Mamoru Hosoda, the director of several acclaimed Japanese animated films such as The Girl Who Leapt Through Time, Wolf Children and The Boy and the Beast, has released a new film that will please both parents and children alike as it explores life through the eyes of a four-year-old boy. Inspired by his own experiences as a father, Hosoda attempts to make universal statements about life, family and relationships as his young protagonist, Kun, struggles to grapple with the intrusive changes that have been forced upon his life with the arrival of his baby sister, Mirai, which means “future.”
Although the audience for the film seems to be aimed primarily at families with young children, don’t be fooled: This movie will have the adults smiling and nodding their heads as they are reminded of their own life experiences, and the children will laugh while viscerally experiencing the emotional joyride Kun undergoes. Although the film may feel a little slow for adults in the beginning, they will soon get caught up with the intriguing experiences Kun encounters through the family’s magical garden.
The story opens with Kun eagerly awaiting the arrival of his parents and newborn baby sister at home with his grandmother and Yukko, the family dog. Although initially fascinated by this new addition to the family, his excitement is soon quashed the following morning when his mother pays no attention to his demands as she tries to stay awake while breastfeeding his sister. Even though his father, an architect who decided to work at home and be a stay-at-home dad, frantically and clumsily attends to his needs, Kun rejects his overtures and is disgruntled by his father who serves as a less than ideal substitution for his mother.
These changes could all be taken in stride if playing with his sister was worthwhile, but his dreams of taking her outside and teaching her the names of bugs and identifying what clouds look like come to a crashing halt when his mother informs him that he can’t take her outside until she gets older. His enthusiasm deflated, he picks out a book called “The Hag and the Beard Man,” which incorporates his love of trains, and tries to entertain her using his toy trains as props, but this is quickly discouraged by his mother who scolds him for preventing Mirai from sleeping.
As his mother spends the rest of her remaining month of maternity leave teaching her husband how to do the housework properly and giving him pointers on how to care for the baby, Kun finds himself being completely ignored. As a way of venting his frustrations, he starts to torment Mirai by stretching out her face while she is sleeping and hitting her with his toy trains. Although he had promised his mother he would “be nice to her” and “protect her,” his growing grievances prevents him from keeping this promise since he does not like her, and he refuses to acknowledge he is her older brother.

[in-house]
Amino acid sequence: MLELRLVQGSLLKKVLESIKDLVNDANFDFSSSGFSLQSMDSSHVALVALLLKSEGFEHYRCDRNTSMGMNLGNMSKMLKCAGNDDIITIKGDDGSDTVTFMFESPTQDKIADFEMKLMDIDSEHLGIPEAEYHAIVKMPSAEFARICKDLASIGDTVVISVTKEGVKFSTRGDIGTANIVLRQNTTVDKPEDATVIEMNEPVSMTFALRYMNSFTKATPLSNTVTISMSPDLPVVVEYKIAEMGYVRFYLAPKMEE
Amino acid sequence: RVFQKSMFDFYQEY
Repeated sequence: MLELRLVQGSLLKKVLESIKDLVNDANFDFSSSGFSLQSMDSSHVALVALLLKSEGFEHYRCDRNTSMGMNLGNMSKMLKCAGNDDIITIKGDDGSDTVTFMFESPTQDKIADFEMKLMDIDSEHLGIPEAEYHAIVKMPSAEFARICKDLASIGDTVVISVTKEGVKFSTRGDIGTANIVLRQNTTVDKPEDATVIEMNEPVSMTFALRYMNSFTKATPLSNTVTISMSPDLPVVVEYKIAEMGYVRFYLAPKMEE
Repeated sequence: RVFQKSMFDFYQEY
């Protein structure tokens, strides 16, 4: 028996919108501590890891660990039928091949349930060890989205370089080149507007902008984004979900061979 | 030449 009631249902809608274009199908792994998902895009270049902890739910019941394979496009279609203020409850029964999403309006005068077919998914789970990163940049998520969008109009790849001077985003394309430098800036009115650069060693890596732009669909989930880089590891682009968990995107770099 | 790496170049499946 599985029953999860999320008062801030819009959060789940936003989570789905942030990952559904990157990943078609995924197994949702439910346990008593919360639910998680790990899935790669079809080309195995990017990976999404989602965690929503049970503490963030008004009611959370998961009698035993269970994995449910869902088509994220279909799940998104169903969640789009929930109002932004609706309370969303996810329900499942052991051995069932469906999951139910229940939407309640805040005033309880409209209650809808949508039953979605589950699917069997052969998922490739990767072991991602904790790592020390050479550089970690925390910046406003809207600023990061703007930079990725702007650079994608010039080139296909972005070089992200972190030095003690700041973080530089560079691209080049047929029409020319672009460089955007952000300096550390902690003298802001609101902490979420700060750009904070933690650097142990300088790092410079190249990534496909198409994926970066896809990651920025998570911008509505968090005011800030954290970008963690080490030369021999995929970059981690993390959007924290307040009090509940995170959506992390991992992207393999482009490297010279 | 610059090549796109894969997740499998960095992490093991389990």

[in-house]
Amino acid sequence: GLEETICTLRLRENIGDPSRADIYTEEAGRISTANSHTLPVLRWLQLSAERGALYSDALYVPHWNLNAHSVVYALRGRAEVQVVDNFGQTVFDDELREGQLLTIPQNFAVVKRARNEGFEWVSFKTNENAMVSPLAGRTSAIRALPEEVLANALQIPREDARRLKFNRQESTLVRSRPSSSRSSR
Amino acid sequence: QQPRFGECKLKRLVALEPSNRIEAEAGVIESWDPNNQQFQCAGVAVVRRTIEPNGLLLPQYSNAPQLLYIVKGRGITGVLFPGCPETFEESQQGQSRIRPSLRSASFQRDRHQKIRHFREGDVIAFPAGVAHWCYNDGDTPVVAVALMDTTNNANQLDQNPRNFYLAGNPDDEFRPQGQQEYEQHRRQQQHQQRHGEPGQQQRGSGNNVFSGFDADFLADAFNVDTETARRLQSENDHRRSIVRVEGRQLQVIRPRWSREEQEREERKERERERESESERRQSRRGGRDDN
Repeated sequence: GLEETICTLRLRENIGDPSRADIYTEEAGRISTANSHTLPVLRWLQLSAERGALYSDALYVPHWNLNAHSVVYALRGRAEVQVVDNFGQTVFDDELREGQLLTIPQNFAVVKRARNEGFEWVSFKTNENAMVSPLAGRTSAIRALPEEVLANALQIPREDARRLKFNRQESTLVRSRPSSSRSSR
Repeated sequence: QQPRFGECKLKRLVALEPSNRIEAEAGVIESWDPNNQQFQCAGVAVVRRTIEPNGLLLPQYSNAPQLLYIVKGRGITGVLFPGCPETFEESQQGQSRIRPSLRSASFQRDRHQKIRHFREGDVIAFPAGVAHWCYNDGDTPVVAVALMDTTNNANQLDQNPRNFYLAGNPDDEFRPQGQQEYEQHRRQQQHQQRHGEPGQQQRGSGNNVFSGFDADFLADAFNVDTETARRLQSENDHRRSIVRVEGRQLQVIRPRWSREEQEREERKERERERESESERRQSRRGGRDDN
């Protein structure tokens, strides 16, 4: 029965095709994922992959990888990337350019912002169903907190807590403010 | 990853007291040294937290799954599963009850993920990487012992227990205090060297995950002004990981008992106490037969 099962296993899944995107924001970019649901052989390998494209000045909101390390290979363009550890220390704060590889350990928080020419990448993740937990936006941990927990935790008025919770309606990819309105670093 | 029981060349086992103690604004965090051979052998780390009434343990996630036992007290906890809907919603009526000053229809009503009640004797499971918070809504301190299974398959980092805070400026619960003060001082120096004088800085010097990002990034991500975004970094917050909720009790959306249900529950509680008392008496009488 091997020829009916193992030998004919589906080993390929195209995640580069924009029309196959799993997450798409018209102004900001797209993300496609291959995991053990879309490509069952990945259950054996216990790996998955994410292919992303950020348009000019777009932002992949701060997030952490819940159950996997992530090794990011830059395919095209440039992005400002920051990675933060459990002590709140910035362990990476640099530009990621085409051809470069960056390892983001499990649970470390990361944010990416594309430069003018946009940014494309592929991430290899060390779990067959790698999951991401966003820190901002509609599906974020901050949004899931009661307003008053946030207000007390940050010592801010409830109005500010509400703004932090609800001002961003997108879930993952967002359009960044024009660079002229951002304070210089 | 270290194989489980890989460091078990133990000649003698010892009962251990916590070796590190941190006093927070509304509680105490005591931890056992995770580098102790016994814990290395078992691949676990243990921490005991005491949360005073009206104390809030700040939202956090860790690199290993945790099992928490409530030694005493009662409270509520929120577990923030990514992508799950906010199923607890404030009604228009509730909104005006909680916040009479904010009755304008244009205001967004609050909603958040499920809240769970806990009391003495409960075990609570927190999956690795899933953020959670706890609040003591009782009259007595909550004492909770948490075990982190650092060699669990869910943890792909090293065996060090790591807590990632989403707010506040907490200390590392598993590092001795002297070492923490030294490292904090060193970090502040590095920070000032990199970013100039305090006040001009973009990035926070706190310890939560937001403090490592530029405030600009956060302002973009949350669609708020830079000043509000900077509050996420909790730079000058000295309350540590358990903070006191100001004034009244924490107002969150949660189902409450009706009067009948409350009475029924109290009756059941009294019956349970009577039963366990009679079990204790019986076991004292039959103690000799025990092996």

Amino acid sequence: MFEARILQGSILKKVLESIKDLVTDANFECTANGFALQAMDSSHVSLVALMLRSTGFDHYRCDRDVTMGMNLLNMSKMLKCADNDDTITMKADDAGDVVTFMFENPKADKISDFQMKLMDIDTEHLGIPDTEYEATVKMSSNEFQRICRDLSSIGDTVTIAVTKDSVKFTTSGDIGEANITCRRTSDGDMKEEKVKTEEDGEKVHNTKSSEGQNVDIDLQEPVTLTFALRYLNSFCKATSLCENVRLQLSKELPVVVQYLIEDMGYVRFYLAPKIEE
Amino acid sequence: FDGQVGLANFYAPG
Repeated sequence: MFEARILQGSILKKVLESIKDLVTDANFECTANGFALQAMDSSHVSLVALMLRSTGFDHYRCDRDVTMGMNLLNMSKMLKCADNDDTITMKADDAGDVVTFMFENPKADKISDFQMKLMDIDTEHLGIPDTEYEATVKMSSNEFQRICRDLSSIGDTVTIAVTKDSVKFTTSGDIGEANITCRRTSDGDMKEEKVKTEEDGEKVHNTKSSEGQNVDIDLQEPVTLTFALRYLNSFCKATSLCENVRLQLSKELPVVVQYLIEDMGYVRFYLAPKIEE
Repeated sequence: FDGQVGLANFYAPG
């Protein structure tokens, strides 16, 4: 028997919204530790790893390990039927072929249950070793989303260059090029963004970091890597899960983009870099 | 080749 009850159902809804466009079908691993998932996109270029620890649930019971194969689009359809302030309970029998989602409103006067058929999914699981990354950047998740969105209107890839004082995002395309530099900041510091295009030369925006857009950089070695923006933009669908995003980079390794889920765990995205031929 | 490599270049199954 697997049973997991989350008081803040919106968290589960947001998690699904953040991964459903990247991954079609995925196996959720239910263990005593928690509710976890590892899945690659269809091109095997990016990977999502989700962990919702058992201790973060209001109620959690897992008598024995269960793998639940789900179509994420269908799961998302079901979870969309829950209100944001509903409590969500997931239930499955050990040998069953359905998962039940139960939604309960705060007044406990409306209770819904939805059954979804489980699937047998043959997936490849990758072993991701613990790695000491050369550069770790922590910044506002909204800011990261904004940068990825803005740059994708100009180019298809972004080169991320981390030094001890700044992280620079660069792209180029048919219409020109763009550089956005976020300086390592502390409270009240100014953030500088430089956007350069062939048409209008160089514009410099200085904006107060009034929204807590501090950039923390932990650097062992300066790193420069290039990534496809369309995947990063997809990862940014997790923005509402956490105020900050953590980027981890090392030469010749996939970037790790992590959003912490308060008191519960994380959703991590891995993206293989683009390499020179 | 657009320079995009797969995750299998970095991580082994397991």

At the height of one of his tantrums, he escapes to the family’s garden. To his surprise, it had transformed into an ancient structure overgrown with wildlife. He is met by a mysterious and somewhat shaggy man who identifies himself as “the prince of this house.” Just as the audience may start to wonder if this is the start of some ghost story, the mysterious person starts to describe his plight, making it clear that this man is actually Yukko. Through the dog’s eyes (almost quite literally), Kun begins to understand that Yukko had experienced similar feelings when Kun was first brought to their home.
Thus begins Kun’s journey of self-discovery as his self-absorbed, small world starts to expand with the introduction of “new” people from the past, present and future all through the help of the magical garden: He meets his sister from the future, his mother when she was his age, his great-grandfather and even himself from the future. All arrive during critical moments of distress in his young life, and he comes away having expanded his understanding and appreciation for the people in his family as he realizes he would not exist if it were not for all the circumstances his family members underwent and experienced to lead to his birth.
Although the film mainly documents Kun’s journey, it also shows his parents’ journey as they struggle to attain some balance while juggling work, kids and home life. The audience is able to see them in their most vulnerable states as tempers flare, patience is lost and senses are overwhelmed. Perhaps it is Hosoda’s way of letting kids take a peek at what their parents might have to go through on a day-to-day basis.
Mirai is the perfect family movie that could be enjoyed by both parents and children alike, perhaps even with family pets. It is a movie that many people could relate to with its broad messages on life and relationships, despite being a movie about a small Japanese family. The animation itself is not as impressive as the works of Hayao Miyazaki or Makoto Shinkai, but still captivating and beautiful with intriguing CG animation sequences for more fantasy-type scenes. Mirai celebrates the people, seen and unseen, that make up a person’s existence and the effects they have on each other to create an unforeseen future.
Intrigued? Check local listings for showtimes. Mirai will be shown in participating theaters on Nov. 29, Dec. 5 and Dec. 8.